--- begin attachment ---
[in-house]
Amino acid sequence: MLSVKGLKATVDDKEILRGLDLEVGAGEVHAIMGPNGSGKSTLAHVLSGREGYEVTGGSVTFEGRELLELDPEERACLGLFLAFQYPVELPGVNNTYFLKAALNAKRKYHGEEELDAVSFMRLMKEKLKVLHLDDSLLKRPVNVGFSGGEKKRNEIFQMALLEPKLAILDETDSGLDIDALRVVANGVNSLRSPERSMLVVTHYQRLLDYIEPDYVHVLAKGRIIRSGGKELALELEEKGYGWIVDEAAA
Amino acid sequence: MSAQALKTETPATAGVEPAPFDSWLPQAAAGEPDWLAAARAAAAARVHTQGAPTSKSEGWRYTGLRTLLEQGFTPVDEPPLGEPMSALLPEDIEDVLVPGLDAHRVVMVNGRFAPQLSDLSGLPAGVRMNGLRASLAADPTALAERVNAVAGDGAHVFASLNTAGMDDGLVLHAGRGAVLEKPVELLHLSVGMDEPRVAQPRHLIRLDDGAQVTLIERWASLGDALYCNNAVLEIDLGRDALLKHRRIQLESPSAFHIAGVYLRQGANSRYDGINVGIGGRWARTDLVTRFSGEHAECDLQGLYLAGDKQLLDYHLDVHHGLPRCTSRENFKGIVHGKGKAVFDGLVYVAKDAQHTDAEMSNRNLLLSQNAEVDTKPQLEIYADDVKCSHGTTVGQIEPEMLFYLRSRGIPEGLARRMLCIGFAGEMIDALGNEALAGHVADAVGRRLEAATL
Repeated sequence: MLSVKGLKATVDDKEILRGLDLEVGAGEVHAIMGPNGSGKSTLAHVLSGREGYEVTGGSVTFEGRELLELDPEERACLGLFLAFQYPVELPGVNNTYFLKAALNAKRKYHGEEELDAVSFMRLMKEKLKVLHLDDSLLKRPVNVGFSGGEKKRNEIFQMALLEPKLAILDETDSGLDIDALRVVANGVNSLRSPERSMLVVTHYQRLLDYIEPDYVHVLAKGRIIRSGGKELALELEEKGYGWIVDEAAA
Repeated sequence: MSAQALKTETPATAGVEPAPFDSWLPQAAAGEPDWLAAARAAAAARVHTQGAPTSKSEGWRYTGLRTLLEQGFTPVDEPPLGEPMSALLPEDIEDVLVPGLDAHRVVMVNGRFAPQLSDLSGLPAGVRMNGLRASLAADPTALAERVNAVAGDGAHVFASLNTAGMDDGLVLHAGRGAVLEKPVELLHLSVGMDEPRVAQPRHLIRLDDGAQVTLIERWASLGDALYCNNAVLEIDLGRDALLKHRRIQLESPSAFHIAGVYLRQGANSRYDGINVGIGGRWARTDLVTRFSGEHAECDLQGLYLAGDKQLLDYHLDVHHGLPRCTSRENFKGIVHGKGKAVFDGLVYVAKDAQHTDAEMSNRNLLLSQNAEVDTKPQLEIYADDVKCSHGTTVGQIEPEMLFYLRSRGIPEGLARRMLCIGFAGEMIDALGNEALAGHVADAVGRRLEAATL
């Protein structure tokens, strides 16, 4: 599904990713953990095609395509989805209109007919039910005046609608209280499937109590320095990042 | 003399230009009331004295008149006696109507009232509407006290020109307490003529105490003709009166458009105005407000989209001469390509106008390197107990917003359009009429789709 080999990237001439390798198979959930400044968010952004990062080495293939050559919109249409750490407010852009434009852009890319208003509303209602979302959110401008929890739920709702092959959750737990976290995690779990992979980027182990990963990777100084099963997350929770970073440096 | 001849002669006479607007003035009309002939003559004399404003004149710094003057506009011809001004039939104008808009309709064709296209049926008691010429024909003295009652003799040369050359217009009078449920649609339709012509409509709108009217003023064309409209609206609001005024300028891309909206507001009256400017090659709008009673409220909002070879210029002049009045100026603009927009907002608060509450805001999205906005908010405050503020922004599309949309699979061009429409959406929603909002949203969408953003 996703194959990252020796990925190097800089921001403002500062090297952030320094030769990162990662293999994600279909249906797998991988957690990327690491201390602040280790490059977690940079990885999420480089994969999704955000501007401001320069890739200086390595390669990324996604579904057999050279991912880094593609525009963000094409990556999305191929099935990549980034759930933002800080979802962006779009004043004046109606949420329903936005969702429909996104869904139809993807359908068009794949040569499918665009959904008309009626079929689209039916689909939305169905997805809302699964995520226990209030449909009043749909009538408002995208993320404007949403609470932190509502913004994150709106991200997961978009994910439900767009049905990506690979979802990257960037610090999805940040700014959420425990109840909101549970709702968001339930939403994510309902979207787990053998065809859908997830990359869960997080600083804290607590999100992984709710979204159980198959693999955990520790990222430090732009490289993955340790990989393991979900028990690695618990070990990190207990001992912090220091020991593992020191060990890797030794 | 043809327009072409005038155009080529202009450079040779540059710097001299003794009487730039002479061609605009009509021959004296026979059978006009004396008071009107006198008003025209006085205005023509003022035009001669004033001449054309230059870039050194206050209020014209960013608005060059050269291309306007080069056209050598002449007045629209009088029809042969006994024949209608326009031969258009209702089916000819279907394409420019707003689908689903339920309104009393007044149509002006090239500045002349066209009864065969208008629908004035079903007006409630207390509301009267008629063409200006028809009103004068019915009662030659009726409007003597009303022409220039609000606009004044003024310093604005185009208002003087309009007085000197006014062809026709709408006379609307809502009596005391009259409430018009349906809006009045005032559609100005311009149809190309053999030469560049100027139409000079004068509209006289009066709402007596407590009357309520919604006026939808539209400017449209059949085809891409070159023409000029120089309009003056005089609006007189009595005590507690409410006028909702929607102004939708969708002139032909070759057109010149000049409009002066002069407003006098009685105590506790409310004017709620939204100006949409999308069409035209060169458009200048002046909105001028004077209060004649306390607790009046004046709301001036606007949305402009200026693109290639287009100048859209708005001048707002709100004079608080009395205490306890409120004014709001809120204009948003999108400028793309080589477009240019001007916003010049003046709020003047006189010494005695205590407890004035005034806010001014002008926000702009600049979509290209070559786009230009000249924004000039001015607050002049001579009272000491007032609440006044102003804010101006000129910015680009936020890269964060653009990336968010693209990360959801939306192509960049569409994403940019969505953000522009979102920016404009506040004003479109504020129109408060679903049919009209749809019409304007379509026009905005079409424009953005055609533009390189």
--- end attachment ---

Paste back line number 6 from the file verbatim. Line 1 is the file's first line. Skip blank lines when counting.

């Protein structure tokens, strides 16, 4: 599904990713953990095609395509989805209109007919039910005046609608209280499937109590320095990042 | 003399230009009331004295008149006696109507009232509407006290020109307490003529105490003709009166458009105005407000989209001469390509106008390197107990917003359009009429789709 080999990237001439390798198979959930400044968010952004990062080495293939050559919109249409750490407010852009434009852009890319208003509303209602979302959110401008929890739920709702092959959750737990976290995690779990992979980027182990990963990777100084099963997350929770970073440096 | 001849002669006479607007003035009309002939003559004399404003004149710094003057506009011809001004039939104008808009309709064709296209049926008691010429024909003295009652003799040369050359217009009078449920649609339709012509409509709108009217003023064309409209609206609001005024300028891309909206507001009256400017090659709008009673409220909002070879210029002049009045100026603009927009907002608060509450805001999205906005908010405050503020922004599309949309699979061009429409959406929603909002949203969408953003 996703194959990252020796990925190097800089921001403002500062090297952030320094030769990162990662293999994600279909249906797998991988957690990327690491201390602040280790490059977690940079990885999420480089994969999704955000501007401001320069890739200086390595390669990324996604579904057999050279991912880094593609525009963000094409990556999305191929099935990549980034759930933002800080979802962006779009004043004046109606949420329903936005969702429909996104869904139809993807359908068009794949040569499918665009959904008309009626079929689209039916689909939305169905997805809302699964995520226990209030449909009043749909009538408002995208993320404007949403609470932190509502913004994150709106991200997961978009994910439900767009049905990506690979979802990257960037610090999805940040700014959420425990109840909101549970709702968001339930939403994510309902979207787990053998065809859908997830990359869960997080600083804290607590999100992984709710979204159980198959693999955990520790990222430090732009490289993955340790990989393991979900028990690695618990070990990190207990001992912090220091020991593992020191060990890797030794 | 043809327009072409005038155009080529202009450079040779540059710097001299003794009487730039002479061609605009009509021959004296026979059978006009004396008071009107006198008003025209006085205005023509003022035009001669004033001449054309230059870039050194206050209020014209960013608005060059050269291309306007080069056209050598002449007045629209009088029809042969006994024949209608326009031969258009209702089916000819279907394409420019707003689908689903339920309104009393007044149509002006090239500045002349066209009864065969208008629908004035079903007006409630207390509301009267008629063409200006028809009103004068019915009662030659009726409007003597009303022409220039609000606009004044003024310093604005185009208002003087309009007085000197006014062809026709709408006379609307809502009596005391009259409430018009349906809006009045005032559609100005311009149809190309053999030469560049100027139409000079004068509209006289009066709402007596407590009357309520919604006026939808539209400017449209059949085809891409070159023409000029120089309009003056005089609006007189009595005590507690409410006028909702929607102004939708969708002139032909070759057109010149000049409009002066002069407003006098009685105590506790409310004017709620939204100006949409999308069409035209060169458009200048002046909105001028004077209060004649306390607790009046004046709301001036606007949305402009200026693109290639287009100048859209708005001048707002709100004079608080009395205490306890409120004014709001809120204009948003999108400028793309080589477009240019001007916003010049003046709020003047006189010494005695205590407890004035005034806010001014002008926000702009600049979509290209070559786009230009000249924004000039001015607050002049001579009272000491007032609440006044102003804010101006000129910015680009936020890269964060653009990336968010693209990360959801939306192509960049569409994403940019969505953000522009979102920016404009506040004003479109504020129109408060679903049919009209749809019409304007379509026009905005079409424009953005055609533009390189």